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Once you’ve selected a fir fit for your holiday festivities, you’ll need one small thing before you can put it into place and get to work trimming or decorating your tree: a tree stand. But any old stand won’t do—you need quality support built to withstand the weight of such a lush, beautiful tree, lest it comes crashing down in the middle of your celebration.
To help you make the best decision for your tree, we researched and road-tested a few from top brands, evaluating stability, sturdiness, and ease of installation. The Krinner Tree Genie XXL Christmas Tree Stand earned our top spot because of its quick and easy setup, accommodation for taller trees, and unique foot pump mechanism.
Ahead, the best Christmas tree stands of 2022.
Best Overall: Krinner Tree Genie XXL
Attractive and simple look
Includes water level indicator
Clever foot pump mechanism
Quick and easy setup
Narrow opening for water
Who else recommends it? Wirecutter, Good Housekeeping, and Bob Vila also picked the Krinner Tree Genie XXL.
What do buyers say? 89% of 7,400+ Amazon reviewers rated this product 4 stars
The Krinner Tree Genie stand accommodates hefty trees up to 12 feet tall, and there’s no assembly required (no screws to fiddle with while tightening!). Instead, you simply place your tree in the stand, hold it in place, and then pump the foot pedal until the built-in claws get a good grip on the tree’s trunk. Our tester found that the most helpful instructions were on the Krinner website, but once she mastered that, setup was a breeze. The minutes-long setup saves valuable time during the busiest season.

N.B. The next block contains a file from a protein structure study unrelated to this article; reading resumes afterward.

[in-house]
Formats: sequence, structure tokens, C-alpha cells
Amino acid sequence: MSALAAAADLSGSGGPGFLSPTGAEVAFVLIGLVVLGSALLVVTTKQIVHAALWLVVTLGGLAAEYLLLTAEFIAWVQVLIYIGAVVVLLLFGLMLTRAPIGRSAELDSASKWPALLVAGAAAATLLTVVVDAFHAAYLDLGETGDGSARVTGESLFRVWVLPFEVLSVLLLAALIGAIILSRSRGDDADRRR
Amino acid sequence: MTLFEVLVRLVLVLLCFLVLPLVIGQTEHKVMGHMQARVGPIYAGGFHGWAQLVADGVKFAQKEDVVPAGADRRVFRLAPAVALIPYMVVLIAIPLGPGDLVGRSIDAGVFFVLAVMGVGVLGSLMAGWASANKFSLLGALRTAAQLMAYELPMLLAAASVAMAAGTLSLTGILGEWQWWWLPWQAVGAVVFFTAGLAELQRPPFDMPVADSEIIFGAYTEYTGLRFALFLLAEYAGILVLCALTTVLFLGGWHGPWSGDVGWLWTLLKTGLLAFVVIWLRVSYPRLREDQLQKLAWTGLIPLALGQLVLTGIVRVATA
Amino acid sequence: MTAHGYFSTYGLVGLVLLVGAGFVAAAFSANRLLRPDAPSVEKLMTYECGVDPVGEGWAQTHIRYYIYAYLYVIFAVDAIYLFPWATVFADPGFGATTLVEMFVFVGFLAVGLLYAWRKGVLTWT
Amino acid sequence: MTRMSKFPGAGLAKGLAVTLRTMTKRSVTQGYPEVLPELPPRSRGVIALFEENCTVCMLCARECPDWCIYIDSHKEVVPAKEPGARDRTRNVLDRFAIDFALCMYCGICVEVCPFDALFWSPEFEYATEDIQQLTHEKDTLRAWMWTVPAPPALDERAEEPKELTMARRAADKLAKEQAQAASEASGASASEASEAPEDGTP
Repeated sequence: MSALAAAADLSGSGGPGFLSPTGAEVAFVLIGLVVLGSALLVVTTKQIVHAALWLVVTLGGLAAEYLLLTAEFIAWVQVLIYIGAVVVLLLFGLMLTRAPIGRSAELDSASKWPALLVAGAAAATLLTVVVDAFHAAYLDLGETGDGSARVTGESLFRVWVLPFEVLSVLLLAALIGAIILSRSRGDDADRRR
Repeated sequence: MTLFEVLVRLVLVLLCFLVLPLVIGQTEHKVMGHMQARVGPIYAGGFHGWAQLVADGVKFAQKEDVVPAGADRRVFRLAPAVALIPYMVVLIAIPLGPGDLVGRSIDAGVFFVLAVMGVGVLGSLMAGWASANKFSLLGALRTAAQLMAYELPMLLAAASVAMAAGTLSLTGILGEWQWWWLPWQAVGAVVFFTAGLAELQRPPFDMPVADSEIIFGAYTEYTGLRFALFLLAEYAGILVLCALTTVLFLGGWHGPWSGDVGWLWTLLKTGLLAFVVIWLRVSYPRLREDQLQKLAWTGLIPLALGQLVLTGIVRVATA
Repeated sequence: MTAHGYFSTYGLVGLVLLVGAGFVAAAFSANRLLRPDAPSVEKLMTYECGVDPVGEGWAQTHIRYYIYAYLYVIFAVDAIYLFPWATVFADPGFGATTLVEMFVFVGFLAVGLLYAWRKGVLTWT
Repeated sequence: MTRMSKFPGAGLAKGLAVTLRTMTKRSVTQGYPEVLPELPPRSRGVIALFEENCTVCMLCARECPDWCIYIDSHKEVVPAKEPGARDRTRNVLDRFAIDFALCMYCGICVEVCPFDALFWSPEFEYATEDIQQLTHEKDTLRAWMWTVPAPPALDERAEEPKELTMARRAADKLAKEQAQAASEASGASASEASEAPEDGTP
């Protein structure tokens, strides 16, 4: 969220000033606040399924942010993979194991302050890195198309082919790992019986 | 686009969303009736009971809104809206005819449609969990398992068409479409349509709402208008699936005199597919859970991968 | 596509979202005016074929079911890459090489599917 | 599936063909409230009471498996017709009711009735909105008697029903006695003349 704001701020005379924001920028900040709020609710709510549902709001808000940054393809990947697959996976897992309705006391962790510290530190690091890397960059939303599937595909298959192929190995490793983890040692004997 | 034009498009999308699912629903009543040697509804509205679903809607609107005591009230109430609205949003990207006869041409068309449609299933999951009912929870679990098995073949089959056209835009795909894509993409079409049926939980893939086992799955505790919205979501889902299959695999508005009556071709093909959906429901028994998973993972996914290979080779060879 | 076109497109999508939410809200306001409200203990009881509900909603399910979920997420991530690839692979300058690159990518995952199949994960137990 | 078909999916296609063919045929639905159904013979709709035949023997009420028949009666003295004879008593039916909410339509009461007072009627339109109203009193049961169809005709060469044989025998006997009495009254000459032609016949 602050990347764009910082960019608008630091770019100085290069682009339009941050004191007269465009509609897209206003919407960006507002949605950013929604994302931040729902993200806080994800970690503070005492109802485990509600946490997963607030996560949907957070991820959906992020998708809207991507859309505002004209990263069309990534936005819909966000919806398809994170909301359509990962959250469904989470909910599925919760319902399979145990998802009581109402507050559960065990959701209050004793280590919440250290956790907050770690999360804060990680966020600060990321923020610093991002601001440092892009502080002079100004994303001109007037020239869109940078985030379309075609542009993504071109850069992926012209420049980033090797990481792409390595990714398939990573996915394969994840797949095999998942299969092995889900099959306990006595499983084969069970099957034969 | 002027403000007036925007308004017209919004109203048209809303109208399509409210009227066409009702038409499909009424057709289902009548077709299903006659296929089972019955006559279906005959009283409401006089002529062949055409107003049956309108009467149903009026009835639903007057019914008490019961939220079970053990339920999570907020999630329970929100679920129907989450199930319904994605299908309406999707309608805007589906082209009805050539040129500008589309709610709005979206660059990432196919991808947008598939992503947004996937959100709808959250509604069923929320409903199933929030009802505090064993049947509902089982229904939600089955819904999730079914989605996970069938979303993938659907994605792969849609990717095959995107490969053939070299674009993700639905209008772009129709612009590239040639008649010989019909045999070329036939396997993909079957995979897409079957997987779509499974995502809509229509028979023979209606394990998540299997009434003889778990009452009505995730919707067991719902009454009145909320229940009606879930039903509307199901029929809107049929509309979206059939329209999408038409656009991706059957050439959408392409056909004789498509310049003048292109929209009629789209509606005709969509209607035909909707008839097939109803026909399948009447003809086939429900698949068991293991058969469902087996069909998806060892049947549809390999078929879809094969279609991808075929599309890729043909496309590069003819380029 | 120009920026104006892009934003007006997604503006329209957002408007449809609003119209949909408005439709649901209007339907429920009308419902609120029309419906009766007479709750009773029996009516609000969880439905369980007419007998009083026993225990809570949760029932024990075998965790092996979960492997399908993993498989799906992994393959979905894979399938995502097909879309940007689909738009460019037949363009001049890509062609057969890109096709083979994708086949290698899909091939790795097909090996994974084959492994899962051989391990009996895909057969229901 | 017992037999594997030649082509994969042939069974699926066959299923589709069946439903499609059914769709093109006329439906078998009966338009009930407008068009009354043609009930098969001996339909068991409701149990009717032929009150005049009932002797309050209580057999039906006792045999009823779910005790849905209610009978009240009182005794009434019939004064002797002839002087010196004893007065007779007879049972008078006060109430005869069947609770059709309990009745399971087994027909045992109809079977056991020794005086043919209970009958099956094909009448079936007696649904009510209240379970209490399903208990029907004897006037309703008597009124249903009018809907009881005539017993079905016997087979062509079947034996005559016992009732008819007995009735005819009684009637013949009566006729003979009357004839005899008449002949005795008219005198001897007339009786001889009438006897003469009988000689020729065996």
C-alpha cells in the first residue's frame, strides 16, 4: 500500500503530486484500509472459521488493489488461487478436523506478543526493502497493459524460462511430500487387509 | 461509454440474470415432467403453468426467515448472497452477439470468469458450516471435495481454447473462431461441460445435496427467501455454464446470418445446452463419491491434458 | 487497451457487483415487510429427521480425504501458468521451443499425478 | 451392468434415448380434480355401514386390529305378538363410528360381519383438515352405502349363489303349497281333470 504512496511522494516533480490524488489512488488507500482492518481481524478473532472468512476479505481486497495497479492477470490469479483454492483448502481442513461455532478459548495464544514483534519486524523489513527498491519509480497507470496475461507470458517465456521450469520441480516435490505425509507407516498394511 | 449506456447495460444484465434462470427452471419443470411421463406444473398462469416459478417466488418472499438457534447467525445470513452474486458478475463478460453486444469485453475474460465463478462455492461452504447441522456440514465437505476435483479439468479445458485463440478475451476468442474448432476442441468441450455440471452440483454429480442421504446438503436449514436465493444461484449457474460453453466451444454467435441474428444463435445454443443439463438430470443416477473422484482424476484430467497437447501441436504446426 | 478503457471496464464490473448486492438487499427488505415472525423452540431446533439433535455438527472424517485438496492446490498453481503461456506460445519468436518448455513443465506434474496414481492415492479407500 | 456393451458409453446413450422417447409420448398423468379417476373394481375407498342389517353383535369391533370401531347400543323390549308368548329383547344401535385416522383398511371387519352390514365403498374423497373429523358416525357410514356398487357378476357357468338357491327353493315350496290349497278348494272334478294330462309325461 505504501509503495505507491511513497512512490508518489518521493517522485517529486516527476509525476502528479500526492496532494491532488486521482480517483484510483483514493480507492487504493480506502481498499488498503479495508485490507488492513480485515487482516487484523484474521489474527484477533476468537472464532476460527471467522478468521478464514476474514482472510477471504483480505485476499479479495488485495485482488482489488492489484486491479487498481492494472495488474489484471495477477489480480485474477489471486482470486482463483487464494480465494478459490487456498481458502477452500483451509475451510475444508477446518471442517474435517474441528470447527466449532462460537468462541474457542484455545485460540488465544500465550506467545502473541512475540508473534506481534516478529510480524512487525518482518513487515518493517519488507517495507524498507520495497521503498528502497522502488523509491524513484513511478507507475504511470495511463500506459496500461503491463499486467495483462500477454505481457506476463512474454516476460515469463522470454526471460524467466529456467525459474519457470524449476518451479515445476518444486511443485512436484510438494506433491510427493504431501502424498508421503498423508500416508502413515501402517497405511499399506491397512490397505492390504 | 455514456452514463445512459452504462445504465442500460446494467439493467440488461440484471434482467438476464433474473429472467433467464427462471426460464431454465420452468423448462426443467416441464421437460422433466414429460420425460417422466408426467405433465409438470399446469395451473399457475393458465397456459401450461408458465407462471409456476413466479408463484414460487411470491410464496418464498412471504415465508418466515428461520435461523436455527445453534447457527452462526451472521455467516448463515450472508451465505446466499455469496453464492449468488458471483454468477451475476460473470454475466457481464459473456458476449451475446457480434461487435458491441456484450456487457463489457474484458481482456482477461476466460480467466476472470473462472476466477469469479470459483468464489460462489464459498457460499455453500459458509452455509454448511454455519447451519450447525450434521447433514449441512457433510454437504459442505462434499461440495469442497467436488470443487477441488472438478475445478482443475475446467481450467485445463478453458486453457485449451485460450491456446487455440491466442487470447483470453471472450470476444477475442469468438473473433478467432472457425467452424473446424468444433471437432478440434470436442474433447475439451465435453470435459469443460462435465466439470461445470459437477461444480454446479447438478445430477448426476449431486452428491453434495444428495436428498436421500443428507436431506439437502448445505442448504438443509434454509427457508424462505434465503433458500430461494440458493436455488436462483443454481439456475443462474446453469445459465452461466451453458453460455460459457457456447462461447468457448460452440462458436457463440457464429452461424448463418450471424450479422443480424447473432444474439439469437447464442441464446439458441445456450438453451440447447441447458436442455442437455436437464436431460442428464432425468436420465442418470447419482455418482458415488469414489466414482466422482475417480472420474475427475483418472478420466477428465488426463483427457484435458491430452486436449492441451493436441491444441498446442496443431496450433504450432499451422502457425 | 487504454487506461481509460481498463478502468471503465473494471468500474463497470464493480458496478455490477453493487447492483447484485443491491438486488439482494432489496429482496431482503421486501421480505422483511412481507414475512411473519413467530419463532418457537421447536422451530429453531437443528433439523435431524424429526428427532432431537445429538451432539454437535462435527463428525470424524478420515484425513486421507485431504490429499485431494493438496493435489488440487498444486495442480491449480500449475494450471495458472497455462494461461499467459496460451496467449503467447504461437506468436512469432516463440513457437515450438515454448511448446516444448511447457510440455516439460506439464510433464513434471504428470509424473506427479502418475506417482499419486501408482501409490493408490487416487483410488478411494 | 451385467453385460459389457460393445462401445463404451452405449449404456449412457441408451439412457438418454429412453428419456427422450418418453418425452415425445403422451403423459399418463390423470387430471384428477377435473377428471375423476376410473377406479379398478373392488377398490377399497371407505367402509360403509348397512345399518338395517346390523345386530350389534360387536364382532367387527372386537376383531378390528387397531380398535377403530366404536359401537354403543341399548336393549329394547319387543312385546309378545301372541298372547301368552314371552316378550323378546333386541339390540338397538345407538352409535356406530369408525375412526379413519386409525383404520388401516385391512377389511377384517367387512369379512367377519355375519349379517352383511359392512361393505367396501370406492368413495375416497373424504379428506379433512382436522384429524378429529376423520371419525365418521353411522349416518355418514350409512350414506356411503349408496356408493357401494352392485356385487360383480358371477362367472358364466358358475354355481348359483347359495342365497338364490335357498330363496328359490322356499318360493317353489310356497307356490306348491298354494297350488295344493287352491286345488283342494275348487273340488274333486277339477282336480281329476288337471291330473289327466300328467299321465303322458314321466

That’s not all this model offers, though. It has an automatic water level indicator that holds up to 2.5 gallons of liquid to help you keep your tree healthy all season long. However, the opening to the basin is a bit small so spilling can happen occasionally. Still the sturdiness and innovation makes this stand worth the high price tag.
Best Budget: Good Tidings Cinco Express Tree Stand
Spill guard keeps floors dry
Might not last a long time
This affordable model proves that just because you don’t want to spend a ton of money on a tree stand doesn’t mean you have to sacrifice size or quality. This stand, which holds trees up to an impressive 10 feet tall and 6 inches around, has four strong galvanized pins in the center of the base to help center and lock the tree into place.
While it’s not quite as easy of a setup as our top choice, it’s a reliable option at a great price point. There are some nice added features, too, like a 2-gallon reservoir with a deep spill guard to keep any water contained within the base.
Best Rotating : Best Choice Products 360-Degree Rotating Adjustable Christmas Tree Stand
Allows you to decorate while tree is spinning
Includes 3 built-in outlets